Thursday, August 20, 2015

Lamar Dodd

No visitor to the University of Georgia, or, in fact, the state of Georgia, can avoid seeing the name Lamar Dodd plastered in all kinds of locations: The Lamar Dodd School of Art (University of Georgia), The Lamar Dodd Art Center (LaGrange College), Lamar Dodd Professional Chair (a real job title), and even "Light one for Lamar" (a real anti-smoking ban protest). With his name being such a part of Georgia vernacular, Lamar Dodd’s actual identity eludes many – wealthy benefactor? Ancient regent?

Lamar Dodd at the Georgia Museum of Art

Dodd is actually one of the South’s most important and influential artists, contributing more than just his name to buildings, schools, and strange protests. His paintings are held in the collections of the Smithsonian, the Whitney, and Metropolitan Museum of Art – and of course at the Georgia Museum of Art – as exemplary pieces of Southern art. He enjoyed commissions from the likes of NASA, and his prolific output still permeates Southern culture, and particularly the Athens community, which Dodd made his home until his death in 1996.

Dodd’s beginnings are rooted in the region. He studied architecture at Georgia Tech, and then taught for a while in Alabama, but finding his greatest interest in painting and developing his own practice, he headed to New York in the late 1920s/early 1930s. This was a wise move – his stylized scenes of Southern landscapes and daily lives charmed New York crowds. Often dark in color, and with heavy black shadows, Dodd’s paintings of the American south appear sombre, yet romantic. This combination led to his first solo show in the city in 1932, and toward a name for introducing a renaissance in Southern art. He soon won the Norman Walt Harris Prize for his painting, “Railroad Cut,” which is now on display at the Georgia Museum of Art.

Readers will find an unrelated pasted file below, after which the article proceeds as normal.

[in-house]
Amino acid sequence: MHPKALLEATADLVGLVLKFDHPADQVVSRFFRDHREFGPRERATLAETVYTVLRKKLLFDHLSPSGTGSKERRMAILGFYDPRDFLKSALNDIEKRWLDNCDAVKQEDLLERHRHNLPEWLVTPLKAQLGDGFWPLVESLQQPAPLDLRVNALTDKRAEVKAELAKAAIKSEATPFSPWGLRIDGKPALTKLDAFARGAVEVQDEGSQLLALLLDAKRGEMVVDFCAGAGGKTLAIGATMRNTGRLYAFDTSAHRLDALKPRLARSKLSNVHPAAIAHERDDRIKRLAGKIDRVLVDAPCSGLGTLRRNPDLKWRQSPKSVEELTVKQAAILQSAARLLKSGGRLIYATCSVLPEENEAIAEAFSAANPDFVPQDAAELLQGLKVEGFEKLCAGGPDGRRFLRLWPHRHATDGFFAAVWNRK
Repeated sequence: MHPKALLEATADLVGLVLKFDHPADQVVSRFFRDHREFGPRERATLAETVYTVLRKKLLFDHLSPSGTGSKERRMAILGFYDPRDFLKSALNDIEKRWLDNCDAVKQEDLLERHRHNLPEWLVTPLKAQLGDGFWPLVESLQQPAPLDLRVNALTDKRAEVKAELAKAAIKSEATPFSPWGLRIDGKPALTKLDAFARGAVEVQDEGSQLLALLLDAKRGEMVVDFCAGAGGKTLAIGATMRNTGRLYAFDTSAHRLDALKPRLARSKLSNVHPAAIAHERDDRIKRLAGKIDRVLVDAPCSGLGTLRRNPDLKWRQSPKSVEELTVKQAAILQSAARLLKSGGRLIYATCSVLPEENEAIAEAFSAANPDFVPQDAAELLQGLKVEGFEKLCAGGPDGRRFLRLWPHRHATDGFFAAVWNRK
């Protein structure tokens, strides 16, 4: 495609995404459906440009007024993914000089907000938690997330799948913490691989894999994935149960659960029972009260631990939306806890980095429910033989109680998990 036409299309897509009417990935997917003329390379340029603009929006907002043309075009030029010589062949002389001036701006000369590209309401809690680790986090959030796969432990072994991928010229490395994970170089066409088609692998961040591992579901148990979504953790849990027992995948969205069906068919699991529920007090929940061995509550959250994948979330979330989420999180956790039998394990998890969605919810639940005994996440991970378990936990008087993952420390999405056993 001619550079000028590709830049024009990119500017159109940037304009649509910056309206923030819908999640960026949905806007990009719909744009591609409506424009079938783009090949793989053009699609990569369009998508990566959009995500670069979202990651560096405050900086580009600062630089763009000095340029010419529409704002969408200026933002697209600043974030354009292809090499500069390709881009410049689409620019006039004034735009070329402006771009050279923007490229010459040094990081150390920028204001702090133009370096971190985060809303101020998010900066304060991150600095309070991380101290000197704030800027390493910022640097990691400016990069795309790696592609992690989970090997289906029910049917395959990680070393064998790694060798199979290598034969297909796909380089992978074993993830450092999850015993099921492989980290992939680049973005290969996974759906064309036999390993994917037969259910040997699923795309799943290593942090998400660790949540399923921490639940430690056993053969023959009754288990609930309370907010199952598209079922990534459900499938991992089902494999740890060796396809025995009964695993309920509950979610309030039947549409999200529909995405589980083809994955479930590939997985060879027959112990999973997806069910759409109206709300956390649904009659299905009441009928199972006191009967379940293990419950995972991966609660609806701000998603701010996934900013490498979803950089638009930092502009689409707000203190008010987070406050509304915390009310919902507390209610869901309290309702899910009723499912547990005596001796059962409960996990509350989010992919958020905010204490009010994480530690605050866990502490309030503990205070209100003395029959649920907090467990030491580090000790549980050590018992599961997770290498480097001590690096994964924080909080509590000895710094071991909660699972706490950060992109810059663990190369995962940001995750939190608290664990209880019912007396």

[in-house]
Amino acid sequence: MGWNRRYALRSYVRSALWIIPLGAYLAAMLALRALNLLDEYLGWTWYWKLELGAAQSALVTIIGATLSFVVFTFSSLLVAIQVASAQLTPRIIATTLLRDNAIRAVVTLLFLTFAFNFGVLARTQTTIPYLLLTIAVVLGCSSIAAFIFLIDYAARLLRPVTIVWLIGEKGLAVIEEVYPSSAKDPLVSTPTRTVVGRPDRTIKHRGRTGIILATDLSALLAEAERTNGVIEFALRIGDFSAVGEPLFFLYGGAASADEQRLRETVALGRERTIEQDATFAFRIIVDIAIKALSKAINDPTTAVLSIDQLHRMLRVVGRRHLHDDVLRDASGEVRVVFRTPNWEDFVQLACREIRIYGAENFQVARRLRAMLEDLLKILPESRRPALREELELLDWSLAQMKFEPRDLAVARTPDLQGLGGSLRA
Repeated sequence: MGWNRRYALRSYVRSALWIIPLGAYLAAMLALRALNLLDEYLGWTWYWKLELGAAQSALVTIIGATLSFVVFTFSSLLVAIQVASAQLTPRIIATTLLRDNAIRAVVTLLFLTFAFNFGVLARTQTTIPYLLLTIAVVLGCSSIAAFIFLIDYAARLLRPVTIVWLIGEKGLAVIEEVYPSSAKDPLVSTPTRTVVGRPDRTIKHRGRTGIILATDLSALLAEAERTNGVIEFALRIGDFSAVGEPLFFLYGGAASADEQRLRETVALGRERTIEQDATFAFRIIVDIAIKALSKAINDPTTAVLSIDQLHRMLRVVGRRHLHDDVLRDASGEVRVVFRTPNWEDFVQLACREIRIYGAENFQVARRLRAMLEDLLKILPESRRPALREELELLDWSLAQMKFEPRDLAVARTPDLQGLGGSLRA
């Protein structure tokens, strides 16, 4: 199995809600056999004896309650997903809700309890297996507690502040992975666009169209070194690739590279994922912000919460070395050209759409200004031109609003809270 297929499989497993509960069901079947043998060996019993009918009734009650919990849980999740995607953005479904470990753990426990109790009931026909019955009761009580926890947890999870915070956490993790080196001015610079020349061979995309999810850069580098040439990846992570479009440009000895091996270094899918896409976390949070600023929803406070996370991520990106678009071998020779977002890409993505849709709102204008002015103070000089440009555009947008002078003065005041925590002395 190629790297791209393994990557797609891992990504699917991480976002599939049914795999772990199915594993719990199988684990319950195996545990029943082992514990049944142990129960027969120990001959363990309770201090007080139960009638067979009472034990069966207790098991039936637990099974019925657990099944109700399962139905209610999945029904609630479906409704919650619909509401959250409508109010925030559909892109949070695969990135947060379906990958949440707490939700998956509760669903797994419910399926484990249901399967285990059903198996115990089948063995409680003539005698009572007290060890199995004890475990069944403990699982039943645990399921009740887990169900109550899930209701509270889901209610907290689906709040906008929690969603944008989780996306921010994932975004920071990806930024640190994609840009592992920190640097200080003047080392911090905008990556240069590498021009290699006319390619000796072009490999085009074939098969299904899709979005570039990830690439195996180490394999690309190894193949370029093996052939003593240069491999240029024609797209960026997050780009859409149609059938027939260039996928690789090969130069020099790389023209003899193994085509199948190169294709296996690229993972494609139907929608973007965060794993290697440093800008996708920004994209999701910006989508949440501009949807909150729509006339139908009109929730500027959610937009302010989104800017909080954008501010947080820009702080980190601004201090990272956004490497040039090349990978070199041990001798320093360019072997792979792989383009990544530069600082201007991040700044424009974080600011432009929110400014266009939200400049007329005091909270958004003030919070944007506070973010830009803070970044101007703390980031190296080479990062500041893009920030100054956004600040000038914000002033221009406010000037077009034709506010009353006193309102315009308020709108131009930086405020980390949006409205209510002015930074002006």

Lamar Dodd, "North of Pratt City"

Following this, Dodd was invited to become the artist-in-residence at the University of Georgia, and so gladly returned to Georgia, and the South, to make art and advocate for its inclusionary sharing. He began giving lectures and teaching painting, and was appointed head of an essentially non-existent art department at the university. He expanded its programs, introducing more classes and a variety of courses, funded scholarships, saw the opening of the Georgia Museum of Art, and founded the Cortona Study Abroad program that is still enjoyed by students today, growing the art school until it was the biggest and most influential in the South. He retired in 1967, 16 years after the original residency program that was only intended to last a year. However, Dodd's legacy doesn't just lie with the school – he never ceased painting throughout these years, and exhibitions of his work continue today. The Monehegan Museum in Maine is currently showing a series of his works in an exploration of his 'artistic history.'

Lamar Dodd is an excellent figurehead for our institution as a great leader of the concept that we still work toward today – art for everyone. His name is proudly used to reflect the values that he instilled in (what he didn't know would become) the Lamar Dodd School of Art, and that they maintain in his memory. The school was renamed after him in 1994, not long before Dodd's passing, in celebration and tribute to his contributions to Southern art and its community, and you can visit the Georgia Museum of Art to see some of the paintings from the beginning of this great movement.

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